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So why are these issues so critical for any pharmaceutical company with a healthy pipeline of new products primed to enter the market? In short, the challenges facing pharmaceutical companies as they gear up for market access are more daunting than ever.
New obstacles have sprung up despite rapid advances in the science and technology underpinning product launches. These include precision-medicine capabilities such as genomics, biological insights and novel diagnostics, as well as the big data and analytics that inform market forecasts and drug positioning. All of these reflect a new commercial emphasis on biologics and more complex, narrowly targeted and highly expensive specialty medicines.
This has overturned long-held assumptions about how to develop and market medicines, demanding whole new skill sets from launch teams. Face-to-face access to healthcare professionals is greatly reduced. Payers, health-technology assessors and other stakeholders, including informed and empowered patients, have increasing influence over product choice and uptake. Digital media have opened up multiple communications channels.
The rapid ascendancy of speciality and orphan drugs has thinned out sales teams as traditional broad-based promotional strategies increasingly lose traction. The focus is now on high-level dialogue, key account management and value-based contracting. The bulk of new launches are on a much smaller scale, yet there are more of them and in more rapid succession.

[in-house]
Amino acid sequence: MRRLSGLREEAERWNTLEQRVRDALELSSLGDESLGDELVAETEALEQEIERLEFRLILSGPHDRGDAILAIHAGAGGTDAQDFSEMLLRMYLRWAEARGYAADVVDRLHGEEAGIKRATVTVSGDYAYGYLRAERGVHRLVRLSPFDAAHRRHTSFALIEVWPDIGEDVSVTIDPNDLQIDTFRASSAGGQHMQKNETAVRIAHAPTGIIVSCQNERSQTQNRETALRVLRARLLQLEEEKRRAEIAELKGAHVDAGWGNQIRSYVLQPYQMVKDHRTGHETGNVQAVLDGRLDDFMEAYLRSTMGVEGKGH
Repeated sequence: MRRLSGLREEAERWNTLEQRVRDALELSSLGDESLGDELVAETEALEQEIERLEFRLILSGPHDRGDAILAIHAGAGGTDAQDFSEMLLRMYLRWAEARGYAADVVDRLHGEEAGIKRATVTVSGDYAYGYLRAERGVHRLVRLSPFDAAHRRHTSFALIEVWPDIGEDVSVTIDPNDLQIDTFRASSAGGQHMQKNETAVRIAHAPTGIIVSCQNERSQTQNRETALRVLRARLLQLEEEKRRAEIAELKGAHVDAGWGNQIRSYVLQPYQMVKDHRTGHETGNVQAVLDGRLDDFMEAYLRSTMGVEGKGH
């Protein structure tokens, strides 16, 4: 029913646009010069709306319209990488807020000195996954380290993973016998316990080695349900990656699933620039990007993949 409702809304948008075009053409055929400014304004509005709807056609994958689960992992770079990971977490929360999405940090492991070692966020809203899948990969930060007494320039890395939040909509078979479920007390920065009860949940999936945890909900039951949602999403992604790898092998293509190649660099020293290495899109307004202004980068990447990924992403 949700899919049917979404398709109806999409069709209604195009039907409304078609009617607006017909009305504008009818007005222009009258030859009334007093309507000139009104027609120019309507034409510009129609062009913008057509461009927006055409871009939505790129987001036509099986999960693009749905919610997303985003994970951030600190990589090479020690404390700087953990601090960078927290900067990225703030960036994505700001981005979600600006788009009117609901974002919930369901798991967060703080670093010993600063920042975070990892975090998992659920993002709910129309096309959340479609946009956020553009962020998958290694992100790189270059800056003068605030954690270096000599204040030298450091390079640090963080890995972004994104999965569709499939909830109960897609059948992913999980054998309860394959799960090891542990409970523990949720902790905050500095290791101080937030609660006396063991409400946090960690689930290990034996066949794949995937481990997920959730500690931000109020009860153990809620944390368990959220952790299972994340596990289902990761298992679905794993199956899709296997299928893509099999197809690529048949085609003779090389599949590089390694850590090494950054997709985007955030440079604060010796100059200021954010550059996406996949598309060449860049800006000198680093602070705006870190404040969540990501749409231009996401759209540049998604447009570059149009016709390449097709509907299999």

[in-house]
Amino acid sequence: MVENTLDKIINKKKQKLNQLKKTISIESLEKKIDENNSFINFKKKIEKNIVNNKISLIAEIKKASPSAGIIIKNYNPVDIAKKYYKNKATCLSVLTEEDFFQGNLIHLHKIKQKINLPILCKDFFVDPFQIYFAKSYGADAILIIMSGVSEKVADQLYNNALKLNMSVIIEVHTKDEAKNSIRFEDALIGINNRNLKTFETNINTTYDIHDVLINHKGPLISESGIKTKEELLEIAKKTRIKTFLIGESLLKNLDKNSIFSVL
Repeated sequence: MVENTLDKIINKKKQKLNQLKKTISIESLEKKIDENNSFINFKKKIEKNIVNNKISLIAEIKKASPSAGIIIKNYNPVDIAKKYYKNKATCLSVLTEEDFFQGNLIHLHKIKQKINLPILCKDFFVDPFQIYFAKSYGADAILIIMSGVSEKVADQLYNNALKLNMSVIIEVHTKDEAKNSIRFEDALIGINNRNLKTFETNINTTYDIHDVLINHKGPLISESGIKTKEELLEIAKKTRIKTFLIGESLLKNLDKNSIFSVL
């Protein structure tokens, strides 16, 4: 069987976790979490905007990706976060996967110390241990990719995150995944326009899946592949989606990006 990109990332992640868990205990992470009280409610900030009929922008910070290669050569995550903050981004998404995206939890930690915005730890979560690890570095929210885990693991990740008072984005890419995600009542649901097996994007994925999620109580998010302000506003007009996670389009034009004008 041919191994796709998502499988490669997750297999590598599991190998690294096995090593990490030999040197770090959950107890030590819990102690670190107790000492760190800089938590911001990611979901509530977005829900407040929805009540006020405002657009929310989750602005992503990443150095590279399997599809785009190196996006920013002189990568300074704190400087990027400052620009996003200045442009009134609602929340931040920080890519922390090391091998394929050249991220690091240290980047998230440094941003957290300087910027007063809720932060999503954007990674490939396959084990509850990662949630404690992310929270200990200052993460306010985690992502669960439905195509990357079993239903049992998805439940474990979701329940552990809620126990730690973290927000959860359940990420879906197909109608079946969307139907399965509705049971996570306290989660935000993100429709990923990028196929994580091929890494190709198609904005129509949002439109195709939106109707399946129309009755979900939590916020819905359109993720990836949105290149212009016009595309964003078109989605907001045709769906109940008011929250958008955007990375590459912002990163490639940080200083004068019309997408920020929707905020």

The risk equation of launching into smaller patient populations is more challenging than ever. As Karen Young, senior research manager at Deloitte’s Centre for Health Solutions, has pointed out, the pharmaceutical industry is “arguably a victim of its own success”.In essence, the low-hanging fruit has mostly been harvested.
Diseases that “previously exerted a huge toll on society: diabetes, asthma, and increasingly many cancers, are now generally well controlled,” Young commented. Industry has to focus increasingly on “the most complex, difficult-to-treat, niche patient populations and/or diseases which are poorly understood”.
In the first place, these efforts carry a much higher chance of drug failure. Young cited Alzheimer’s disease, where 244 drugs were in clinical trials between 2000 and 2012, reflecting high levels of unmet need. Yet only one of these products made it through to marketing authorisation.